KPMG SA opens its doors to a review of its comeback strategy

South African unit of global auditing firm KPMG on Sunday announced plans to open its doors to a review of its makeover plan by the Independent Regulatory Board for Auditors (IRBA), after admitting that its failings have given a negative reputation to auditors.

An unusual step has been taken to appoint a specialized team to review KPMG’s turnaround strategy starting this week, the IRBA said on Friday.

“We acknowledge that failings at the firm have contributed to adverse perceptions about the audit profession and we accept responsibility to work towards redressing this situation,” KPMG said in a statement, adding that it welcomed the review.

The financial services firm has been losing clients after it announced a major shakeup in leadership following an internal investigation of its practices while involved with companies linked to the Guptas. The Guptas have been accused of using their friendship with South Africa’s former President Jacob Zuma to win government contracts. Zuma and the Guptas have denied any wrongdoing, and the accusations are part of judicial inquiry into “state capture”.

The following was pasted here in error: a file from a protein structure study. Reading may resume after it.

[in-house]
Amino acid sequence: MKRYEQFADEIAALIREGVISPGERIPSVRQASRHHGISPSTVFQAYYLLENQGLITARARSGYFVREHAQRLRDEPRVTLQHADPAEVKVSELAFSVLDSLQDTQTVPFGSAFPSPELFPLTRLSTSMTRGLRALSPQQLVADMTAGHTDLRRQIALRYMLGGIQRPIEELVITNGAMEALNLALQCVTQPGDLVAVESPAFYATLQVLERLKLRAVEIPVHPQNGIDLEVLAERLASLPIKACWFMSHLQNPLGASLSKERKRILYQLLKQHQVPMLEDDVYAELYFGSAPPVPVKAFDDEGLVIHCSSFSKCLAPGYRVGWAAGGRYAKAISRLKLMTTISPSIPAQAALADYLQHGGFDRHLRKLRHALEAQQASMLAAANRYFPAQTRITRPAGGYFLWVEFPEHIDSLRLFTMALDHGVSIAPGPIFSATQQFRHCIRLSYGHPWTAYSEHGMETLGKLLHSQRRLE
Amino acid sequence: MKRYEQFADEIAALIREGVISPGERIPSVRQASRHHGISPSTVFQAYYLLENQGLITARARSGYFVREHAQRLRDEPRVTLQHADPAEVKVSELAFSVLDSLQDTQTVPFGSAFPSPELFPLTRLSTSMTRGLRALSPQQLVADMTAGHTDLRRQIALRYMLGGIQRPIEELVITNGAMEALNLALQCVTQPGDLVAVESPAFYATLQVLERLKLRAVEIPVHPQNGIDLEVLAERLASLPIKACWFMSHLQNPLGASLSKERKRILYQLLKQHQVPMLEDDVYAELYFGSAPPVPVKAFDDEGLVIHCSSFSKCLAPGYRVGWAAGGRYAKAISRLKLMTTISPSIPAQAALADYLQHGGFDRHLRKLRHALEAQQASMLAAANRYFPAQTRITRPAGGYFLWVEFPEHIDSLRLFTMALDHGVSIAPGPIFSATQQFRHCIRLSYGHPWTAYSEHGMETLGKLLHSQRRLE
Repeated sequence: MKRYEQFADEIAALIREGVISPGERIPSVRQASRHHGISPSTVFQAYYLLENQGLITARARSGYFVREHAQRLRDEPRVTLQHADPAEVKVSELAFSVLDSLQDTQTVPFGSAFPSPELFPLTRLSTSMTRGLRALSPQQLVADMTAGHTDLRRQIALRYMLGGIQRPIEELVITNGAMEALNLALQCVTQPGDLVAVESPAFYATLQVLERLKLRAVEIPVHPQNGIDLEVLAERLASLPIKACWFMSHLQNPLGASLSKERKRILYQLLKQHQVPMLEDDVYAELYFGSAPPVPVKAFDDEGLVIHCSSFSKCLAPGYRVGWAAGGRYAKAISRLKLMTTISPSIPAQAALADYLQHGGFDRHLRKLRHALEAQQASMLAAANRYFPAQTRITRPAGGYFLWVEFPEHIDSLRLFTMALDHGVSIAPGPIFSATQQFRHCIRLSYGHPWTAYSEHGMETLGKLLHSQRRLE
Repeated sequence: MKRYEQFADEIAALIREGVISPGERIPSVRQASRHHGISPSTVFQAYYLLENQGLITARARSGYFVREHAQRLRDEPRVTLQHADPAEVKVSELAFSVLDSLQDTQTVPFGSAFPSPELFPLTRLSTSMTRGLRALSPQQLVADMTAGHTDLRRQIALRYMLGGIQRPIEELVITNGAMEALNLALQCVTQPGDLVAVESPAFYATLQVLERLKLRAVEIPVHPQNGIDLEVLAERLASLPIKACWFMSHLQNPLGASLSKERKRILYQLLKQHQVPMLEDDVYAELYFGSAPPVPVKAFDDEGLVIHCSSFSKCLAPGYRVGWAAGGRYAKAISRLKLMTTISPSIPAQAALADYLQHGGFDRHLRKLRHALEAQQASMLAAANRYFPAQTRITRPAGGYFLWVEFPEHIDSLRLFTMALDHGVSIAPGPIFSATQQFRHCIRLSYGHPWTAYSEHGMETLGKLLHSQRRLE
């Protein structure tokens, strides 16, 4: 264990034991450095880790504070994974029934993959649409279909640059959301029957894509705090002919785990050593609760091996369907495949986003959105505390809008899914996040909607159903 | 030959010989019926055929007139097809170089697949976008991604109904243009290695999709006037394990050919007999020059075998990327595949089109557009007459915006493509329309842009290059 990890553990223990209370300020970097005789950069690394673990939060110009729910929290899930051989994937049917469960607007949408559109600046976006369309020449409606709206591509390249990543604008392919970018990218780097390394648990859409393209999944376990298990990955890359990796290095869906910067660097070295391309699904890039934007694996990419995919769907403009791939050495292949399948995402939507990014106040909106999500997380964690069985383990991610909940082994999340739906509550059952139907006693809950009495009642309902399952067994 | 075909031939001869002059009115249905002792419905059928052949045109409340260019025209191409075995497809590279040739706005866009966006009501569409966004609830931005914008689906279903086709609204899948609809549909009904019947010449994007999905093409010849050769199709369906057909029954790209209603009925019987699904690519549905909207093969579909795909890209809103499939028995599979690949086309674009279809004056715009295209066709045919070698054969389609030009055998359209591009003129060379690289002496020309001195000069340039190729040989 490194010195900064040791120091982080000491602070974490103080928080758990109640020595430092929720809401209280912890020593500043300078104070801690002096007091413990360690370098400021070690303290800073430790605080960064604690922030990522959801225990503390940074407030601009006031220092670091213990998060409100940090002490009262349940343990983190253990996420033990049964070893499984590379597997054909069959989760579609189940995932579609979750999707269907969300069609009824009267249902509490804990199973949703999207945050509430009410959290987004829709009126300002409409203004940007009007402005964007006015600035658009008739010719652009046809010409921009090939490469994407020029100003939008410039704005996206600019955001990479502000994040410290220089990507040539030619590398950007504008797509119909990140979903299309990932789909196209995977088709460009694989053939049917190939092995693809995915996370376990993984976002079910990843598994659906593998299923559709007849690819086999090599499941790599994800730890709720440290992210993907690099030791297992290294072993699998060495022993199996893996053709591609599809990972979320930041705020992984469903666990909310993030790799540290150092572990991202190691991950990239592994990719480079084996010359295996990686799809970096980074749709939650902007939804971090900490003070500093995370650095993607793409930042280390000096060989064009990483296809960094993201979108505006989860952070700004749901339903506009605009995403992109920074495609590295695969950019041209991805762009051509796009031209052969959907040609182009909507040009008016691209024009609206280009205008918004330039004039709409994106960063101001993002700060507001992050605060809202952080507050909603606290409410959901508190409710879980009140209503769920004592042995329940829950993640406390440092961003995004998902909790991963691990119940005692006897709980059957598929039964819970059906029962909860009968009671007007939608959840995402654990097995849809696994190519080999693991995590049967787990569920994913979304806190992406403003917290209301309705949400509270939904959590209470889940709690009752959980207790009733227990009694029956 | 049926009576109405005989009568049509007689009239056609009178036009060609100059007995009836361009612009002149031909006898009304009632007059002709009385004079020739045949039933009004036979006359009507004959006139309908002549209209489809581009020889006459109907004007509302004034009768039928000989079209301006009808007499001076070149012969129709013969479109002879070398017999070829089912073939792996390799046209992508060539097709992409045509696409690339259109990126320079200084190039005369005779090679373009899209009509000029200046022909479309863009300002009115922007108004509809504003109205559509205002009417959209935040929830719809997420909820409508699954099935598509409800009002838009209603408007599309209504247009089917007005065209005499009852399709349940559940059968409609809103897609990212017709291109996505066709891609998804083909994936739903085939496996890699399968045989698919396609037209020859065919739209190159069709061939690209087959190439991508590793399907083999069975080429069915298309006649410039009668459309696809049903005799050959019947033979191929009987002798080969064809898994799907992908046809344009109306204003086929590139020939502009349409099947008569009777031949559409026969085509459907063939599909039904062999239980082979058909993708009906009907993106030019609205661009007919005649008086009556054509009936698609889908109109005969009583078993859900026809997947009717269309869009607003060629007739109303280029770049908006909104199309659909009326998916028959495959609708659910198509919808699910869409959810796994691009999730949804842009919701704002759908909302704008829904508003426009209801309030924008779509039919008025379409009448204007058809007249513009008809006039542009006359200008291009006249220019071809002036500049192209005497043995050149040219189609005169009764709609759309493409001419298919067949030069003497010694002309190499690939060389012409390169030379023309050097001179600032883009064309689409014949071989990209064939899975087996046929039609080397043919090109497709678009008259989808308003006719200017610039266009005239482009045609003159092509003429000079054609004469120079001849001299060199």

KPMG said its investigation found no evidence of corruption or illegal behavior but identified “work that fell considerably short of KPMG’s standards.” This led to the resignation of the multinational audit firm’s COO and risk management partner Steven Louw, as well as CEO Trevor Hoole, who was replaced by Nhlamu Dlomu, the company’s former Head for People and Change. In January, the firm appointed veteran public servant and former chairman of the Development Bank of Southern Africa Wiseman Nkuhlu as its chairman.

Adding to its record of scandals is the recent resignation of two of its senior partners who faced disciplinary charges for concealing financial interest in connection to VBS Mutual Bank. It would be recalled that VBS Mutual Bank was placed under curatorship in March by South African Reserve Bank over liquidity issues, because the lender was unable to repay some of its clients’ deposits. KPMG explained that the bank’s curatorship brought to light information linked to the partners, which incited KPMG’s decision to carry out an independent investigation that is still ongoing.

Commenting on how the recent scandal affected its relationship with clients, KPMG said “Recent revelations about VBS have unsettled clients and we recognize they require reassurance that KPMG remains a good firm to be associated with.”

The VBS  bank scandal had a swift impact on the firm’s client portfolio. South African government banned the global audit firm from auditing public institutions in South Africa. Barclays Africa Group, one of KPMG’s major financial customers and South Africa’s No.2 lender by market value also dropped the auditor. And now Sibanye-Stillwater is the latest amongst major clients who have dropped KPMG’s scandal-hit South African arm as auditor.